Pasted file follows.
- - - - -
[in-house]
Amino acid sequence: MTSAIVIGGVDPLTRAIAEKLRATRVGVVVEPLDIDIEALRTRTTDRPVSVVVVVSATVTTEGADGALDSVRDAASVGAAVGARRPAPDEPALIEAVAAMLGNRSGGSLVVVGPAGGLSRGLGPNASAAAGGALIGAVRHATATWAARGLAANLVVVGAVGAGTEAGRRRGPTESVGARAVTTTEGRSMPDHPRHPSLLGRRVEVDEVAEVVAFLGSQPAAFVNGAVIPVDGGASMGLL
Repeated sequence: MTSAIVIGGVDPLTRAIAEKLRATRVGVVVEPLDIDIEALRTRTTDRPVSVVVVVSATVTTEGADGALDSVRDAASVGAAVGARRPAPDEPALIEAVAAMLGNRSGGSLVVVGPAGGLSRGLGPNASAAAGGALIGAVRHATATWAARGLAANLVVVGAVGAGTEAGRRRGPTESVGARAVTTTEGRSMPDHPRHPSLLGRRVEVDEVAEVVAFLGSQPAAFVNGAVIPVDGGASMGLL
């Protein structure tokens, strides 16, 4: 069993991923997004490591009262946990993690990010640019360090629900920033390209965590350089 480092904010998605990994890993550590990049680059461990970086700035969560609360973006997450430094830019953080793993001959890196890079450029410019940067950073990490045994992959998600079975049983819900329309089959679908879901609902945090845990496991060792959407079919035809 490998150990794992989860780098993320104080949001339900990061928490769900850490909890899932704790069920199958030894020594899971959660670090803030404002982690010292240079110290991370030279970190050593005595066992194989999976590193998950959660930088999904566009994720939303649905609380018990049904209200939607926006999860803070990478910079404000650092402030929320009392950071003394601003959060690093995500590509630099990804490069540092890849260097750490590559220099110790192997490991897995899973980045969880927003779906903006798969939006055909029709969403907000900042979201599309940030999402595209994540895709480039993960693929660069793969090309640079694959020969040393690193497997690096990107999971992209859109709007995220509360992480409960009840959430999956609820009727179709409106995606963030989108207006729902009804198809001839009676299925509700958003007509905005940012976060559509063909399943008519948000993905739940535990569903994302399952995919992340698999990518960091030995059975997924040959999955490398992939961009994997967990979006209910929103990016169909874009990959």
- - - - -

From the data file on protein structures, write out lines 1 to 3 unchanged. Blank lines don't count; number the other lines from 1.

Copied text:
[in-house]
Amino acid sequence: MTSAIVIGGVDPLTRAIAEKLRATRVGVVVEPLDIDIEALRTRTTDRPVSVVVVVSATVTTEGADGALDSVRDAASVGAAVGARRPAPDEPALIEAVAAMLGNRSGGSLVVVGPAGGLSRGLGPNASAAAGGALIGAVRHATATWAARGLAANLVVVGAVGAGTEAGRRRGPTESVGARAVTTTEGRSMPDHPRHPSLLGRRVEVDEVAEVVAFLGSQPAAFVNGAVIPVDGGASMGLL
Repeated sequence: MTSAIVIGGVDPLTRAIAEKLRATRVGVVVEPLDIDIEALRTRTTDRPVSVVVVVSATVTTEGADGALDSVRDAASVGAAVGARRPAPDEPALIEAVAAMLGNRSGGSLVVVGPAGGLSRGLGPNASAAAGGALIGAVRHATATWAARGLAANLVVVGAVGAGTEAGRRRGPTESVGARAVTTTEGRSMPDHPRHPSLLGRRVEVDEVAEVVAFLGSQPAAFVNGAVIPVDGGASMGLL